With the backdrop of an American flag held aloft by the fire department ladder truck, the White House Area Chamber of Commerce hosted a Veteran's Recognition Day on Oct. 24 on the lawn of the chamber offices. Three proclamations were presented that were ratified by the Tennessee House of Representatives. 

Rep. Sabi “Doc” Kumar said, “It is humbling and it is inspiring for us to stand today among America's veterans, our veterans who have carried our nation's flag in battle, who have fought under the shadow of this flag and who have risked it all - life, liberty and well-being to protect ours. They have made it possible for us to have the gift, the great gift that is America. We are eternally grateful to our veterans and we have much to celebrate and proclaim.”

The first proclamation was given to White House Mayor Mike Arnold and Chamber of Commerce President Mandy Christenson by Rep. William Lamberth in recognition for establishing and maintaining the White House Museum and the dedicated space it contains to honor local veterans. 

“We hereby proclaim that we commend the foresight and dedication of the City of White House and the White House Area Chamber of Commerce for establishing the White House Inn Museum, thanking the museum's dedicated staff and volunteers for making Tennessee's history come to life and celebrate the White House Stage Coach Inn, a special place in Tennessee history,” Lamberth said.

The second proclamation was presented to "a very special local hero" as described by Kumar. City Historian and Museum volunteer, Evelyn Guill was surprised to be named in the award. Guill is also the author of a book about the history, landmarks, and families of the surrounding area titled, “White House History and Reflections.” 

Rep. Johnny Garrett said, “A museum like this presents and preserves our history for generations to enjoy from now on. We want to recognize that we probably would not be standing here today without her efforts to preserve our history." 

The third proclamation was presented to local war hero, Sgt. Lawrence Davis, wounded in Vietnam and recipient of the Silver Star for Valor and the Purple Heart.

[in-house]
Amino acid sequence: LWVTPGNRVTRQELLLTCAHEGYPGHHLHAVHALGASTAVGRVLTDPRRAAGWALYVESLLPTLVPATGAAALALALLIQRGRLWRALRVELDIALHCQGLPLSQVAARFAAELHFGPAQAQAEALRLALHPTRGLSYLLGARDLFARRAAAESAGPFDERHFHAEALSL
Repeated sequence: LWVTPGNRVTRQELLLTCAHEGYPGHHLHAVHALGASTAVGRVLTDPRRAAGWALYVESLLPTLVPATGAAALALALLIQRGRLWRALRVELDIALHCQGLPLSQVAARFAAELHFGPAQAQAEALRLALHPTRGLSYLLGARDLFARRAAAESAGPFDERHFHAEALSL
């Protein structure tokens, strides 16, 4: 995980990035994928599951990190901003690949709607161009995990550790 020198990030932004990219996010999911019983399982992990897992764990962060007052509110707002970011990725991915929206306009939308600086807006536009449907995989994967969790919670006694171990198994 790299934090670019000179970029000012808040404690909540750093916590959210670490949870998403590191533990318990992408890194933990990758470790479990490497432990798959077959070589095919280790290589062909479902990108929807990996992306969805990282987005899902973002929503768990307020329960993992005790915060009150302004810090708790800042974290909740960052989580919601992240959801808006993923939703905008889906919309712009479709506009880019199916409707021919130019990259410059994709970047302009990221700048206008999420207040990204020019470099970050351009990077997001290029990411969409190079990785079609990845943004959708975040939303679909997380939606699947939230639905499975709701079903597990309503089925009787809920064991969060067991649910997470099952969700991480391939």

“Whereas while no offering can properly relay our gratitude for his bravery and dedication to preserving the freedom that is inseparable from our American heritage and ideals, it is most appropriate that we should honor Lawrence Davis to the full extent of our ability as he has made untold and innumerable sacrifices to preserve the liberties we enjoy,” Kumar said.

Representative Kumar went on to detail the events surrounding the award of the Silver Star to Davis. During a battle, he was severely injured but gave his own morphine shot to a fellow soldier until they could both be rescued. The Silver Star is the third-highest award that can be given to a member of the armed services. 

Also recognized was Ken Gamble, Vietnam veteran and founder of the Orange Heart Medal Project. His foundation seeks to bring attention to the soldiers and their families injured by the use of Agent Orange. 

“More than 2 million Americans were exposed to Agent Orange, Kumar said. “It turns out that it was also a toxic substance that seeps into the body and attacks the genes and because it causes genetic abnormalities, it is passed on to the next generation and even the generation after that.

“It is a passionate cause of Mr. Ken Gamble to acknowledge those who have suffered and have not been acknowledged by giving them a medal. Just as during combat injuries, our combat soldiers receive a Purple Heart medal, he has what he calls the Orange Heart medal in memory of exposure to Agent Orange.”

A $25,000 check was given to Gamble to continue his efforts to award Orange Heart medals to those who have suffered due to Agent Orange exposure. http://www.orangeheartmedal.org/

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